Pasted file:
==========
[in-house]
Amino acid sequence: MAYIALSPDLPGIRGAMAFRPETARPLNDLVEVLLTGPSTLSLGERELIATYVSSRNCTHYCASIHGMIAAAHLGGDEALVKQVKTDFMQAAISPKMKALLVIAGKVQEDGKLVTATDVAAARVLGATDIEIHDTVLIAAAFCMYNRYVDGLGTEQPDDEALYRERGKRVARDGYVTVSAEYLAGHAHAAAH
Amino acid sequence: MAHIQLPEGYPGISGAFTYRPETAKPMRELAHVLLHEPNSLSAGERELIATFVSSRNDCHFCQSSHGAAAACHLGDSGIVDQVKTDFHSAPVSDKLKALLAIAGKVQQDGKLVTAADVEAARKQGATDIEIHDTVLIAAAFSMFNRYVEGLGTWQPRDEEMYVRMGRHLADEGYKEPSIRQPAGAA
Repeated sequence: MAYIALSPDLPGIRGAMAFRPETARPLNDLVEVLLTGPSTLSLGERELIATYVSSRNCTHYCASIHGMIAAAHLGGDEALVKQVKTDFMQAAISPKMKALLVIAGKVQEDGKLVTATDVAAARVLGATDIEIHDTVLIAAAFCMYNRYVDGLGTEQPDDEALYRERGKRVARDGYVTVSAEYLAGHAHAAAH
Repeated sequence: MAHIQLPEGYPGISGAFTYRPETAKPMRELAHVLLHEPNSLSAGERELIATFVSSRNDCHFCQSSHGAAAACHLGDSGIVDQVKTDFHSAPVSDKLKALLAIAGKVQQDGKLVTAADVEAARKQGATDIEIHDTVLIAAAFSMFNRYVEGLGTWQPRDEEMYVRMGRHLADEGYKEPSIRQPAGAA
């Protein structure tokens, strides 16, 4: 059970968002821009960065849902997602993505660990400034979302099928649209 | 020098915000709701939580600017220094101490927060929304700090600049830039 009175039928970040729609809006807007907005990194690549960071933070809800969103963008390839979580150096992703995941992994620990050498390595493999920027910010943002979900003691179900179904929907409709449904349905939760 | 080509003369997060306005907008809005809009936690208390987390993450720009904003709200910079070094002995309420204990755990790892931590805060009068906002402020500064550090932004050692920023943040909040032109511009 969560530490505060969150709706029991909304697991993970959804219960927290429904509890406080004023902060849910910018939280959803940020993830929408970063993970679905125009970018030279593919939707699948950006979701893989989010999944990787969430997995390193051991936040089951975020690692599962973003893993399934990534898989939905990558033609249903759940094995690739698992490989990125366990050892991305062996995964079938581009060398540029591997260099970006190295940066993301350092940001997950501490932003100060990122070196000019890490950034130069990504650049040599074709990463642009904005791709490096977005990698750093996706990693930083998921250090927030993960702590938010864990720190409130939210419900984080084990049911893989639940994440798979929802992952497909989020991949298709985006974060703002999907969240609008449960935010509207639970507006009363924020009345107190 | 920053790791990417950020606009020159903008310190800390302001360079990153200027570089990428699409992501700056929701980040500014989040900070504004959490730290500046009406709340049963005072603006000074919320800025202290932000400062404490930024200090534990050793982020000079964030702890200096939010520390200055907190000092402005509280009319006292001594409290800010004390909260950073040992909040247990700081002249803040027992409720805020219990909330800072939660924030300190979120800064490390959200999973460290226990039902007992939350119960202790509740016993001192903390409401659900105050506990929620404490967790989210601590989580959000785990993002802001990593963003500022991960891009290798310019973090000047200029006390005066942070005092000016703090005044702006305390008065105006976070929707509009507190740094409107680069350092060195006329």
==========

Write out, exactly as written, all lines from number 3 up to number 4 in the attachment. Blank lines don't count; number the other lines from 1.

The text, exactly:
Amino acid sequence: MAHIQLPEGYPGISGAFTYRPETAKPMRELAHVLLHEPNSLSAGERELIATFVSSRNDCHFCQSSHGAAAACHLGDSGIVDQVKTDFHSAPVSDKLKALLAIAGKVQQDGKLVTAADVEAARKQGATDIEIHDTVLIAAAFSMFNRYVEGLGTWQPRDEEMYVRMGRHLADEGYKEPSIRQPAGAA
Repeated sequence: MAYIALSPDLPGIRGAMAFRPETARPLNDLVEVLLTGPSTLSLGERELIATYVSSRNCTHYCASIHGMIAAAHLGGDEALVKQVKTDFMQAAISPKMKALLVIAGKVQEDGKLVTATDVAAARVLGATDIEIHDTVLIAAAFCMYNRYVDGLGTEQPDDEALYRERGKRVARDGYVTVSAEYLAGHAHAAAH